Rharhabe royalty restored

A decision by the Nhlapo Commission to demote the amaRharhabe kingship was yesterday reviewed and set aside by the North Gauteng High Court.

The outcome was widely lauded as a move that will restore the dignity of the kingdom. Judge Vuyelwa Vivian Tlhapi ruled yesterday: “The decision of the [Nhlapo Commission] in which it rejected [King Maxhoba Sandile’s] claim and that of the amaRharhabe people in respect of the recognition of the independence of amaRharhabe paramountcy is reviewed and set aside.”

President Jacob Zuma’s July 2010 decision on the demotion of the amaRharhabe was also set aside by the court.

Tlhapi ordered the commission, Zuma and Minister of Cooperative Governance and Traditional Affairs (Cogta) to pay the costs of the application.

The amaRharhabe were represented by Smith Tabata Inc with Gilbert Marcus, SC.

AmaRharhabe Queen Noloyiso Sandile yesterday called an urgent media briefing at her Mngqesha great place near King William’s Town to make the announcement after the judgment was delivered at 9.30am. Speaking on her behalf, Prince Zolile Burns-Ncamashe said the ruling was a historic and exciting event, and it confirmed that “the amaRharhabe had been an independent sovereign kingship since the 18th century”.

Burns-Ncamashe said they had maintained all along that the Nhlapho Commission had erred in its finding.

The support from amaXhosa King Mpendulo Zwelonke Sigcawu in the matter had been appreciated, he added.

“Indeed we want to reach out our gratitude to King Sigcawu … we are indebted to all the leaders of the amaRharhabe and their communities for their commitment to the confirmation of the independence of amaRharhabe and kingship,” he said.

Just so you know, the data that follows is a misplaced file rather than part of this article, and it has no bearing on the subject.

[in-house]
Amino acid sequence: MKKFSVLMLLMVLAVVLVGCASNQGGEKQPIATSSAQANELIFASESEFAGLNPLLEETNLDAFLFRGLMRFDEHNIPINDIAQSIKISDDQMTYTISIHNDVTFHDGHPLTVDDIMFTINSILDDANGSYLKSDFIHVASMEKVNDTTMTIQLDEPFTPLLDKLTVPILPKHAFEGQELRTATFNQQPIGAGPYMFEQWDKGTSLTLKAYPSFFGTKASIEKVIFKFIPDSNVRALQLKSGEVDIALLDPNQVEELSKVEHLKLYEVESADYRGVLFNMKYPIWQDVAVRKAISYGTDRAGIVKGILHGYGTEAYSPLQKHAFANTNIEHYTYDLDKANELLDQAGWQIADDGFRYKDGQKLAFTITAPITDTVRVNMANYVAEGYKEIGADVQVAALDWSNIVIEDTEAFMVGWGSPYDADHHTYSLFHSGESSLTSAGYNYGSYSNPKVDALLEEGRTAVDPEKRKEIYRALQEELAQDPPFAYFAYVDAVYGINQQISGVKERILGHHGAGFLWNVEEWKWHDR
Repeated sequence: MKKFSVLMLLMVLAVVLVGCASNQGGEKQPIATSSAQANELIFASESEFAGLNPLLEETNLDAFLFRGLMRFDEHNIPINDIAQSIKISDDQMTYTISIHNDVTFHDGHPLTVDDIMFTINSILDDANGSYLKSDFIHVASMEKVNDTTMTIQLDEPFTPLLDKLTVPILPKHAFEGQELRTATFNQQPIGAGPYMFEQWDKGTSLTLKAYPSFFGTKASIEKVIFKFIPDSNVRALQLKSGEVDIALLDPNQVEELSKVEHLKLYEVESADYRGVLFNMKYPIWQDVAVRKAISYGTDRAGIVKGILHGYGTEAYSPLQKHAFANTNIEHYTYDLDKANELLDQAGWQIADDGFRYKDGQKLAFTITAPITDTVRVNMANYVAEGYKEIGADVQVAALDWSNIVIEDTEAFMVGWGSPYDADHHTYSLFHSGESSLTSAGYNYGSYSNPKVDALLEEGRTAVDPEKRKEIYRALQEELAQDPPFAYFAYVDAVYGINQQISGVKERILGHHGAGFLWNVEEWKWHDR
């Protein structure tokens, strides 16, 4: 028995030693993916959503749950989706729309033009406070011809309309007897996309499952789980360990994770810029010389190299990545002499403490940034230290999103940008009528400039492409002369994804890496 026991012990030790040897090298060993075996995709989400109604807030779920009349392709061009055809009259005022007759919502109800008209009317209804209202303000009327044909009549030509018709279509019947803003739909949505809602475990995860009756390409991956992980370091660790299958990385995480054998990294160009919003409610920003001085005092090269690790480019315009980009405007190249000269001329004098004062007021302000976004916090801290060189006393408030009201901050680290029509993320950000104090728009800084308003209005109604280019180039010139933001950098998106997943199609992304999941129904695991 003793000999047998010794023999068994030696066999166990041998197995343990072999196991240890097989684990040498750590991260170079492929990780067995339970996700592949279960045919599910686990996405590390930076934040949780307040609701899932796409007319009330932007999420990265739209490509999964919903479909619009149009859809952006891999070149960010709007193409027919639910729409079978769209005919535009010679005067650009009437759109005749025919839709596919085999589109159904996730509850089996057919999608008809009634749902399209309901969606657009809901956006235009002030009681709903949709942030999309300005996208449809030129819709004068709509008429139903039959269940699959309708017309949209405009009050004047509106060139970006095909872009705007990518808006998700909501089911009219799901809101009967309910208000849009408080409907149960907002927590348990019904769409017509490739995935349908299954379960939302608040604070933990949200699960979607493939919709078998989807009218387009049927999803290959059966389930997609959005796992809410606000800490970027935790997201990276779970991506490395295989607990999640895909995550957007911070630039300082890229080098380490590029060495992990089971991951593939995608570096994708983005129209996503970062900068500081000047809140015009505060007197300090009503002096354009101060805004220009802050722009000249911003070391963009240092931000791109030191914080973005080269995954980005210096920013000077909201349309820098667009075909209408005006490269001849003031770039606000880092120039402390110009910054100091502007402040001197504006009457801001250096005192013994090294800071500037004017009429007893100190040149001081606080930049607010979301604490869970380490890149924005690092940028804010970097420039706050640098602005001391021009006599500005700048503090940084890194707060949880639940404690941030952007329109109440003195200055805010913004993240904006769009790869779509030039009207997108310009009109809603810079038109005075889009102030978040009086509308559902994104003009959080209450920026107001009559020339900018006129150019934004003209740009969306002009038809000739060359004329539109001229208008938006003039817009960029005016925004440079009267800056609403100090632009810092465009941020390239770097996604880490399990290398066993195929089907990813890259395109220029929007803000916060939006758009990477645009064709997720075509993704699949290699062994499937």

A report-back meeting is expected to be called next week by the kingdom.

The amaRharhabe are the right-hand house of King Phalo of the amaXhosa, with the great house being the amaGcaleka.

In 2008 the Nhlapo Commission determined that the amaRharhabe, led then by the now late King Maxhoba Sandile; the abaThembu BaseRhoda [Western Thembuland] led by the late King Lwandile Matanzima; and the amaMpondo aseNyandeni [Western Mpondoland] led by King Ndamase Ndamase, were not legitimate kingships.

After the deaths of the kings, the territories were to be headed by newly established traditional leadership formed to accommodate paramount chiefs in the country who were found not to have legitimate kingships. All three were deemed kings until they died.

The commission also determined that amaMpondo aseQaukeni [Eastern Mpondoland] king Mpondombini Sigcau was not entitled to the kingship and Zanozuko Sigcau should instead take the throne as the king of the amaMpondo as a whole.

All three kingdoms and Sigcau appealed to the high court to have the decision to demote them set aside.

Despite their kings dying in the interim, the royal status of the kingdoms remains pending finalisation of their court appeals.

This article was first published in Daily Dispatch on 19 October 2016  

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